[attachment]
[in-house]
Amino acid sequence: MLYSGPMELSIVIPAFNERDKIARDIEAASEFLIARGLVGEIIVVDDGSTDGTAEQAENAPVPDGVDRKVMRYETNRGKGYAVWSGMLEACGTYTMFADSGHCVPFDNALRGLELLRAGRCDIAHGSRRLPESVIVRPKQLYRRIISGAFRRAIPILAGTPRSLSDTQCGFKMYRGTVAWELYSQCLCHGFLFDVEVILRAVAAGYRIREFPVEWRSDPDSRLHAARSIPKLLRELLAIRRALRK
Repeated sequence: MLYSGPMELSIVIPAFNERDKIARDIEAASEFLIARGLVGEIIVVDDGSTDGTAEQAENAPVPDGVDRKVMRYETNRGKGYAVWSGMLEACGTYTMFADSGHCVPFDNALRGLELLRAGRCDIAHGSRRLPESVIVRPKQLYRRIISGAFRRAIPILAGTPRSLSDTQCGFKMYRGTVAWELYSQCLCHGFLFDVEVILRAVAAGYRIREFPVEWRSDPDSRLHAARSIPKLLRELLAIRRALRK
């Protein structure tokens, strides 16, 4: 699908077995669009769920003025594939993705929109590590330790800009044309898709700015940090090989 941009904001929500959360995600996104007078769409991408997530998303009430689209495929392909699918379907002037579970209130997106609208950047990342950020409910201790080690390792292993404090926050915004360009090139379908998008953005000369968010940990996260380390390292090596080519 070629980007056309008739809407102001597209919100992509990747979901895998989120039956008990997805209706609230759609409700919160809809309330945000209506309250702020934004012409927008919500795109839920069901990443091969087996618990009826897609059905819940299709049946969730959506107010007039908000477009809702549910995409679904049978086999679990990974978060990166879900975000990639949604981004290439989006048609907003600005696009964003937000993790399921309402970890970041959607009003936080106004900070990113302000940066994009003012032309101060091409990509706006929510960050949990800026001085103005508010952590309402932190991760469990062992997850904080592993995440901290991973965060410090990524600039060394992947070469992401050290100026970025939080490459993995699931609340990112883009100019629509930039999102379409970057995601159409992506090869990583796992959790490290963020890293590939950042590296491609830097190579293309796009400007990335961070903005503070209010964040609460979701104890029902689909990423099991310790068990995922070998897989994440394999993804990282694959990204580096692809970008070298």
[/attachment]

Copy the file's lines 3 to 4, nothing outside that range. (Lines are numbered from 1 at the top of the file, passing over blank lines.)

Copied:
Repeated sequence: MLYSGPMELSIVIPAFNERDKIARDIEAASEFLIARGLVGEIIVVDDGSTDGTAEQAENAPVPDGVDRKVMRYETNRGKGYAVWSGMLEACGTYTMFADSGHCVPFDNALRGLELLRAGRCDIAHGSRRLPESVIVRPKQLYRRIISGAFRRAIPILAGTPRSLSDTQCGFKMYRGTVAWELYSQCLCHGFLFDVEVILRAVAAGYRIREFPVEWRSDPDSRLHAARSIPKLLRELLAIRRALRK
């Protein structure tokens, strides 16, 4: 699908077995669009769920003025594939993705929109590590330790800009044309898709700015940090090989 941009904001929500959360995600996104007078769409991408997530998303009430689209495929392909699918379907002037579970209130997106609208950047990342950020409910201790080690390792292993404090926050915004360009090139379908998008953005000369968010940990996260380390390292090596080519 070629980007056309008739809407102001597209919100992509990747979901895998989120039956008990997805209706609230759609409700919160809809309330945000209506309250702020934004012409927008919500795109839920069901990443091969087996618990009826897609059905819940299709049946969730959506107010007039908000477009809702549910995409679904049978086999679990990974978060990166879900975000990639949604981004290439989006048609907003600005696009964003937000993790399921309402970890970041959607009003936080106004900070990113302000940066994009003012032309101060091409990509706006929510960050949990800026001085103005508010952590309402932190991760469990062992997850904080592993995440901290991973965060410090990524600039060394992947070469992401050290100026970025939080490459993995699931609340990112883009100019629509930039999102379409970057995601159409992506090869990583796992959790490290963020890293590939950042590296491609830097190579293309796009400007990335961070903005503070209010964040609460979701104890029902689909990423099991310790068990995922070998897989994440394999993804990282694959990204580096692809970008070298």